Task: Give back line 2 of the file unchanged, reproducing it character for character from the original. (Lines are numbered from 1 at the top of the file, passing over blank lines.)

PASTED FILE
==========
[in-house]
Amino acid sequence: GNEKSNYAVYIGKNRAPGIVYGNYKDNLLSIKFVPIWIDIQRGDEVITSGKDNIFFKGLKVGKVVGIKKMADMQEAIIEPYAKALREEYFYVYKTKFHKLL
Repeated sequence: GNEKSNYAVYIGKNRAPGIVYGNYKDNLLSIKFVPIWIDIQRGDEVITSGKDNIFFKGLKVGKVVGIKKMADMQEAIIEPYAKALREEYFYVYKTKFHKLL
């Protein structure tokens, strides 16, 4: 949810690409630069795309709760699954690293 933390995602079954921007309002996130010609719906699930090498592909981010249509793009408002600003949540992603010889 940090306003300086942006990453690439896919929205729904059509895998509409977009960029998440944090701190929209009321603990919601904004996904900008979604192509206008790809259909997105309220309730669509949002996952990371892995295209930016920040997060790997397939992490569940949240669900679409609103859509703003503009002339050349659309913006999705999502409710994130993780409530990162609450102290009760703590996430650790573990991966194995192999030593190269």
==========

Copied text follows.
Amino acid sequence: GNEKSNYAVYIGKNRAPGIVYGNYKDNLLSIKFVPIWIDIQRGDEVITSGKDNIFFKGLKVGKVVGIKKMADMQEAIIEPYAKALREEYFYVYKTKFHKLL